Two health conditions that go hand-in-hand are type 2 diabetes and obesity. On both fronts, the glycemic index (GI) comes into play. Let’s look at how you can use GI ratings for foods to your benefit in these areas.
1. GI and Diabetes
Many studies have shown that high-GI foods increase the risk of type 2 diabetes. One large one involving nearly 43,000 healthy men found that a diet of high GI and low- fiber foods did just this. Another study, of more than 65,173 healthy women, confirmed that having a high-GI diet and a low fiber intake increases diabetes risk. This one suggests that diabetes could be reduced in the U.S. if people ate more whole grains.
A large study of 14 previous studies with 356 diabetic patients clearly showed that the low-GI diet improvedboth the short- and long-term control of blood sugar in diabetics. This one showed that a low-GI diet could work just as well or better than diabetes medications. There isn’t much doubt that, to reduce your risk of diabetes, or help treat the condition, eating more low-GI foods can work. Other studies have found that these foods could lower cholesterol and reduce other risk factors for heart disease in people who have diabetes.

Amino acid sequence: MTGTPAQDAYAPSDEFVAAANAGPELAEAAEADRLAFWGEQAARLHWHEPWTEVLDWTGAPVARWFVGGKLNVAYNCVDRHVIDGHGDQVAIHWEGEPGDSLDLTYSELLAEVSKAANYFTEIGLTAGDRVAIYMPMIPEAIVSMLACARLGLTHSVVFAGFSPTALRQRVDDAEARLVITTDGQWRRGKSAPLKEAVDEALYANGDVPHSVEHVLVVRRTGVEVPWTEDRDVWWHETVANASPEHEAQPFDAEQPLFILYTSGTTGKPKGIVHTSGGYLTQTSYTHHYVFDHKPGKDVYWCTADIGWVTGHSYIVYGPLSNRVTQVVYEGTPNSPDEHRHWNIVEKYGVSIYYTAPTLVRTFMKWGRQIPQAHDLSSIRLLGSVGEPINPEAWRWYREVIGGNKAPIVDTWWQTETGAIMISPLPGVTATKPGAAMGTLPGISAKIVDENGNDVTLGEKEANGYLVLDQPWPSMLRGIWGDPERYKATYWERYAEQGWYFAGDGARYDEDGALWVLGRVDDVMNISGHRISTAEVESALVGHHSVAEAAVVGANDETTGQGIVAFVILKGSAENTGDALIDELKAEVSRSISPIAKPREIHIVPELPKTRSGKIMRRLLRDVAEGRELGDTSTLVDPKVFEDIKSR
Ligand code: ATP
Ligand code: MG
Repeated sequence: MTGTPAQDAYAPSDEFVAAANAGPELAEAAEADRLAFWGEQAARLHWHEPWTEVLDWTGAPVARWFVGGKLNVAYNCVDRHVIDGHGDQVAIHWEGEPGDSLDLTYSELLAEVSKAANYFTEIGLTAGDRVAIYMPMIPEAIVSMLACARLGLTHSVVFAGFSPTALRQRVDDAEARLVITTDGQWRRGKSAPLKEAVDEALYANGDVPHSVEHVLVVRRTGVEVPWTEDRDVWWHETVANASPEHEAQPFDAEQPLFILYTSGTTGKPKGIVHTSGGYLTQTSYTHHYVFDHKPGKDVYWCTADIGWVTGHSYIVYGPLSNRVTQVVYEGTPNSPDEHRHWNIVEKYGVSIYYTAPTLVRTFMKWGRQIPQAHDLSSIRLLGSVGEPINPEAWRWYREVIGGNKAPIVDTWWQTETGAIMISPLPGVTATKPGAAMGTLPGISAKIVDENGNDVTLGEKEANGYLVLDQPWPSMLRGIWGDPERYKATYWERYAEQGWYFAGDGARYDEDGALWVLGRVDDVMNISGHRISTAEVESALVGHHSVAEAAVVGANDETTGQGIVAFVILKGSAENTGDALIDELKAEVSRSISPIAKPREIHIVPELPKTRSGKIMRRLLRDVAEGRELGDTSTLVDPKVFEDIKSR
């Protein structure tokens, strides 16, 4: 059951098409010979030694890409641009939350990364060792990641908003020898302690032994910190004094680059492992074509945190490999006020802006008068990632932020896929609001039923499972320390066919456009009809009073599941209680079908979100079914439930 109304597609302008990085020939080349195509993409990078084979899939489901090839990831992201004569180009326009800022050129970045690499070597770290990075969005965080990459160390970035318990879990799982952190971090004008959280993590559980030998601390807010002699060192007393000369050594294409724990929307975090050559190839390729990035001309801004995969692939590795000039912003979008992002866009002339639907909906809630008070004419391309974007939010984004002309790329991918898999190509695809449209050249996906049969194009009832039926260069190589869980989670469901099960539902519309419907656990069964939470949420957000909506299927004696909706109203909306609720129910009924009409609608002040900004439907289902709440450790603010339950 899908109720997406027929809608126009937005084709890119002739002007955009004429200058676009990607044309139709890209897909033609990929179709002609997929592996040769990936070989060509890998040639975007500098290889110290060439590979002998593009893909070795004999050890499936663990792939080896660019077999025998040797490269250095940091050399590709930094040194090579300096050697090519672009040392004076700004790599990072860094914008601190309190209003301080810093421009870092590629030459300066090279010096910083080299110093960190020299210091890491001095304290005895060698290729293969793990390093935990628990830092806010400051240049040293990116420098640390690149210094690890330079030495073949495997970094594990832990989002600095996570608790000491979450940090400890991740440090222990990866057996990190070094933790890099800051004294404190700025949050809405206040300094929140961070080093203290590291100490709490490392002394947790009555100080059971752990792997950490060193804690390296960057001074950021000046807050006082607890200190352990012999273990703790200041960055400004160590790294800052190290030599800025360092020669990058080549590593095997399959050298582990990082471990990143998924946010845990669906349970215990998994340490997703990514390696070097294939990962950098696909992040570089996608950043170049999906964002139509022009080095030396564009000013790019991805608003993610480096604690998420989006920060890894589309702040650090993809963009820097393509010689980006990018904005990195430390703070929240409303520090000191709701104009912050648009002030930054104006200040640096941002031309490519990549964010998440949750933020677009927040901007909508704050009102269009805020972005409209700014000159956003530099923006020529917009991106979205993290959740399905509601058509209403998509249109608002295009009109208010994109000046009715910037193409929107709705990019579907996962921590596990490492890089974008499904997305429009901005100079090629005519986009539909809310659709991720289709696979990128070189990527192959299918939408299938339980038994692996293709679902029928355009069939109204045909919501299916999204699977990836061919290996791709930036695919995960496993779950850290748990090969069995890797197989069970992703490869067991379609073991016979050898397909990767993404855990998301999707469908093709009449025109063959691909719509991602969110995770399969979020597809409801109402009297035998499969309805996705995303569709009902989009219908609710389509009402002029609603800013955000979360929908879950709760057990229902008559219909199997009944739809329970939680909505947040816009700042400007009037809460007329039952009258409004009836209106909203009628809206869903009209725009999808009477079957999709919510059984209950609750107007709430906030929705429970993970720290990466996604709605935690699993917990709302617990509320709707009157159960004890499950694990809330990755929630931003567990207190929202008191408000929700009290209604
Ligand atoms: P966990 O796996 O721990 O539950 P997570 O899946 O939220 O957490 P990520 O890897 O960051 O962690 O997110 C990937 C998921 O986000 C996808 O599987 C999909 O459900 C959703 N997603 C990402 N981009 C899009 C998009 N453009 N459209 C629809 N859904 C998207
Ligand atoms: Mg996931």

2. GI and Obesity
A typical Western diet is high in carbs and high-GI foods, with potatoes, breads and low-fat cereals. These are digested and absorbed quickly, putting intense demand on insulin. Low-GI foods control weight better by making you feel full and burning through more fat. They do this by being digested and absorbed slowly, causing a slower rise in glucose and insulin in the blood.
It’s been claimed that a 50% increase in the GI of a meal (e.g. from 50 to 75) will lead to a 50% decrease in the sense of feeling full. In a big trial, researchers showed that 16 out of 17 studies confirmed that low-GI diets increase make you feel fuller. Better and larger studies are still needed to see if a low-GI diet could help prevent and treat obesity.
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